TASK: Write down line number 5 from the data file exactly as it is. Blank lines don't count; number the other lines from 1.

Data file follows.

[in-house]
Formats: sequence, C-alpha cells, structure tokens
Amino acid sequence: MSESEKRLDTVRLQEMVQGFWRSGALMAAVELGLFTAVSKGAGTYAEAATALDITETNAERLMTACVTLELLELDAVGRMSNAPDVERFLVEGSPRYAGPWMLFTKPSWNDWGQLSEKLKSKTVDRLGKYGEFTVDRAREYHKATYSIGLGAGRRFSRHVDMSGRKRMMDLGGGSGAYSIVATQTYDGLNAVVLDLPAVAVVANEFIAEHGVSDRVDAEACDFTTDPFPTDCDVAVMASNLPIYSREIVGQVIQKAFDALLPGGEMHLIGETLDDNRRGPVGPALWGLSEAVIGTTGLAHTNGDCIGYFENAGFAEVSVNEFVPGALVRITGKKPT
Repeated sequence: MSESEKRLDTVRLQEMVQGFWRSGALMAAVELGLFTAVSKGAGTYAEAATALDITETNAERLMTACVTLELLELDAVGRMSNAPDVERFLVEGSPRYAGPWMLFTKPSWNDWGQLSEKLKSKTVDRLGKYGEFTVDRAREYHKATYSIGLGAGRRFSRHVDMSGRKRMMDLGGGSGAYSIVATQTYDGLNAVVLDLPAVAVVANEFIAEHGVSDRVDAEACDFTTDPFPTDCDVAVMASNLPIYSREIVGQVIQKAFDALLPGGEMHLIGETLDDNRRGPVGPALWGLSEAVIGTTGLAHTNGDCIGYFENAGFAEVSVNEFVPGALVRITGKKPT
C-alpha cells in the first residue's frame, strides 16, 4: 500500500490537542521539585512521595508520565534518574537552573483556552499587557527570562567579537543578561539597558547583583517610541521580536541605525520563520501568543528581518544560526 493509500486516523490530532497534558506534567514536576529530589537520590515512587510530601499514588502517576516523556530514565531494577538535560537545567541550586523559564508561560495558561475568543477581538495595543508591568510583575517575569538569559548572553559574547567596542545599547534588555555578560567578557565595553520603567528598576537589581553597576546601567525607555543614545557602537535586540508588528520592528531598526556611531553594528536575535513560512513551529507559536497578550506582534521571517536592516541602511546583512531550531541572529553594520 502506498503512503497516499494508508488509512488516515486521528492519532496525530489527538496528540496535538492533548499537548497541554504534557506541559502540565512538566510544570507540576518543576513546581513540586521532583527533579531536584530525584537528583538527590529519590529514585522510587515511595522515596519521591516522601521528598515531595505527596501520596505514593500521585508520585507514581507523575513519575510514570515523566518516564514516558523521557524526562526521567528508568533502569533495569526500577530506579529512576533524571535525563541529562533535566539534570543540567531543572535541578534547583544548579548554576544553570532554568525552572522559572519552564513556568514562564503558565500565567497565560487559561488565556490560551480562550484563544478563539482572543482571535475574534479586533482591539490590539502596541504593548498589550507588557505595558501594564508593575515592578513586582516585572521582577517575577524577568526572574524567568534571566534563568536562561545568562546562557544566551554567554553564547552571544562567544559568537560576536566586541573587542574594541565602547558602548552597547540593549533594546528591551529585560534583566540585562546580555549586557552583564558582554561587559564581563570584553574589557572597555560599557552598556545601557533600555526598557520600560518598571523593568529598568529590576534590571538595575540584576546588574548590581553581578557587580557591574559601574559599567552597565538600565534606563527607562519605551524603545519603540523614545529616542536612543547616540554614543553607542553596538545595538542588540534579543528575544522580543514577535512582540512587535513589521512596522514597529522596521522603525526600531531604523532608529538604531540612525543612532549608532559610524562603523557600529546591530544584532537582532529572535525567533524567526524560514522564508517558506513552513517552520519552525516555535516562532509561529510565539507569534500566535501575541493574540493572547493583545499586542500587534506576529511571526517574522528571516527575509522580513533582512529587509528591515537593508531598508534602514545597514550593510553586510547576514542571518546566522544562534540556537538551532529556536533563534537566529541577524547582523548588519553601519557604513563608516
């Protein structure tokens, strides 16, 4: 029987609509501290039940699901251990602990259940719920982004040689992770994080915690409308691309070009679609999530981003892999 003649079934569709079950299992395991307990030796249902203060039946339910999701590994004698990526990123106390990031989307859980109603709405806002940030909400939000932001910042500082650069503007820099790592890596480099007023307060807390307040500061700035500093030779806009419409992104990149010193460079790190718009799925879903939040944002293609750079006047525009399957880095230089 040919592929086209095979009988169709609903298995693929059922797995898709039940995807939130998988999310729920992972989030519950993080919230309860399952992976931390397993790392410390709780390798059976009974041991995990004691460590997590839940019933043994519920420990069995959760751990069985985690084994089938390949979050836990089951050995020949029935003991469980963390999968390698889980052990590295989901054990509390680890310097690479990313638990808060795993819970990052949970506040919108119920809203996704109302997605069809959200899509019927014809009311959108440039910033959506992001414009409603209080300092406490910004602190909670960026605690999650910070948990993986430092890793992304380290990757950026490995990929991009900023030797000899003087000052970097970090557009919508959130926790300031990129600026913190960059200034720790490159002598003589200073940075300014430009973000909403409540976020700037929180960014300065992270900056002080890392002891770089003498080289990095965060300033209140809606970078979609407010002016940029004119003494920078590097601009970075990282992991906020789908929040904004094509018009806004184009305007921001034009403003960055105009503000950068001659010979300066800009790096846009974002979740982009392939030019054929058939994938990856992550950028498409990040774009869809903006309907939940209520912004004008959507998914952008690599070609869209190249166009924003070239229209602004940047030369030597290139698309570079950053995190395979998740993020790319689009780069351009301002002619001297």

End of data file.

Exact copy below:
C-alpha cells in the first residue's frame, strides 16, 4: 500500500490537542521539585512521595508520565534518574537552573483556552499587557527570562567579537543578561539597558547583583517610541521580536541605525520563520501568543528581518544560526 493509500486516523490530532497534558506534567514536576529530589537520590515512587510530601499514588502517576516523556530514565531494577538535560537545567541550586523559564508561560495558561475568543477581538495595543508591568510583575517575569538569559548572553559574547567596542545599547534588555555578560567578557565595553520603567528598576537589581553597576546601567525607555543614545557602537535586540508588528520592528531598526556611531553594528536575535513560512513551529507559536497578550506582534521571517536592516541602511546583512531550531541572529553594520 502506498503512503497516499494508508488509512488516515486521528492519532496525530489527538496528540496535538492533548499537548497541554504534557506541559502540565512538566510544570507540576518543576513546581513540586521532583527533579531536584530525584537528583538527590529519590529514585522510587515511595522515596519521591516522601521528598515531595505527596501520596505514593500521585508520585507514581507523575513519575510514570515523566518516564514516558523521557524526562526521567528508568533502569533495569526500577530506579529512576533524571535525563541529562533535566539534570543540567531543572535541578534547583544548579548554576544553570532554568525552572522559572519552564513556568514562564503558565500565567497565560487559561488565556490560551480562550484563544478563539482572543482571535475574534479586533482591539490590539502596541504593548498589550507588557505595558501594564508593575515592578513586582516585572521582577517575577524577568526572574524567568534571566534563568536562561545568562546562557544566551554567554553564547552571544562567544559568537560576536566586541573587542574594541565602547558602548552597547540593549533594546528591551529585560534583566540585562546580555549586557552583564558582554561587559564581563570584553574589557572597555560599557552598556545601557533600555526598557520600560518598571523593568529598568529590576534590571538595575540584576546588574548590581553581578557587580557591574559601574559599567552597565538600565534606563527607562519605551524603545519603540523614545529616542536612543547616540554614543553607542553596538545595538542588540534579543528575544522580543514577535512582540512587535513589521512596522514597529522596521522603525526600531531604523532608529538604531540612525543612532549608532559610524562603523557600529546591530544584532537582532529572535525567533524567526524560514522564508517558506513552513517552520519552525516555535516562532509561529510565539507569534500566535501575541493574540493572547493583545499586542500587534506576529511571526517574522528571516527575509522580513533582512529587509528591515537593508531598508534602514545597514550593510553586510547576514542571518546566522544562534540556537538551532529556536533563534537566529541577524547582523548588519553601519557604513563608516